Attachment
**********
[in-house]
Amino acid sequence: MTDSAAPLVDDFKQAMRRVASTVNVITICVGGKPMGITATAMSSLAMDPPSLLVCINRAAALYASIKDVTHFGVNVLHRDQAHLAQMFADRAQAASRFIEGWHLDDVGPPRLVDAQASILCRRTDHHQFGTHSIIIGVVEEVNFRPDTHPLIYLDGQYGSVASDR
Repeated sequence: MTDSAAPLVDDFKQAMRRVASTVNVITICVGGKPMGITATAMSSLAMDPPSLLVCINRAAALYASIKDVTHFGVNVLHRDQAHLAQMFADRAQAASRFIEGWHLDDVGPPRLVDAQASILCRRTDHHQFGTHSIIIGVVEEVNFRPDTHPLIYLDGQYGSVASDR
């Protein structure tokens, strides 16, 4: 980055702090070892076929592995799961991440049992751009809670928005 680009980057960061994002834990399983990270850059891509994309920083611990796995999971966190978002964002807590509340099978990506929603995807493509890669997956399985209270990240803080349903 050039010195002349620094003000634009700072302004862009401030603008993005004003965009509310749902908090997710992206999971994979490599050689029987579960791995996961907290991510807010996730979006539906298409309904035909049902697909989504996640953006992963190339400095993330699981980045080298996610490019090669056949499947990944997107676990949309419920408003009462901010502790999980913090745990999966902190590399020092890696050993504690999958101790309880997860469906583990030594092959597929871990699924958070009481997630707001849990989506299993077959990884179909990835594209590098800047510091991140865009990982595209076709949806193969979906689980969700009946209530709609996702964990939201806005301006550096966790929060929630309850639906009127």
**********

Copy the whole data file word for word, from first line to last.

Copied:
[in-house]
Amino acid sequence: MTDSAAPLVDDFKQAMRRVASTVNVITICVGGKPMGITATAMSSLAMDPPSLLVCINRAAALYASIKDVTHFGVNVLHRDQAHLAQMFADRAQAASRFIEGWHLDDVGPPRLVDAQASILCRRTDHHQFGTHSIIIGVVEEVNFRPDTHPLIYLDGQYGSVASDR
Repeated sequence: MTDSAAPLVDDFKQAMRRVASTVNVITICVGGKPMGITATAMSSLAMDPPSLLVCINRAAALYASIKDVTHFGVNVLHRDQAHLAQMFADRAQAASRFIEGWHLDDVGPPRLVDAQASILCRRTDHHQFGTHSIIIGVVEEVNFRPDTHPLIYLDGQYGSVASDR
């Protein structure tokens, strides 16, 4: 980055702090070892076929592995799961991440049992751009809670928005 680009980057960061994002834990399983990270850059891509994309920083611990796995999971966190978002964002807590509340099978990506929603995807493509890669997956399985209270990240803080349903 050039010195002349620094003000634009700072302004862009401030603008993005004003965009509310749902908090997710992206999971994979490599050689029987579960791995996961907290991510807010996730979006539906298409309904035909049902697909989504996640953006992963190339400095993330699981980045080298996610490019090669056949499947990944997107676990949309419920408003009462901010502790999980913090745990999966902190590399020092890696050993504690999958101790309880997860469906583990030594092959597929871990699924958070009481997630707001849990989506299993077959990884179909990835594209590098800047510091991140865009990982595209076709949806193969979906689980969700009946209530709609996702964990939201806005301006550096966790929060929630309850639906009127």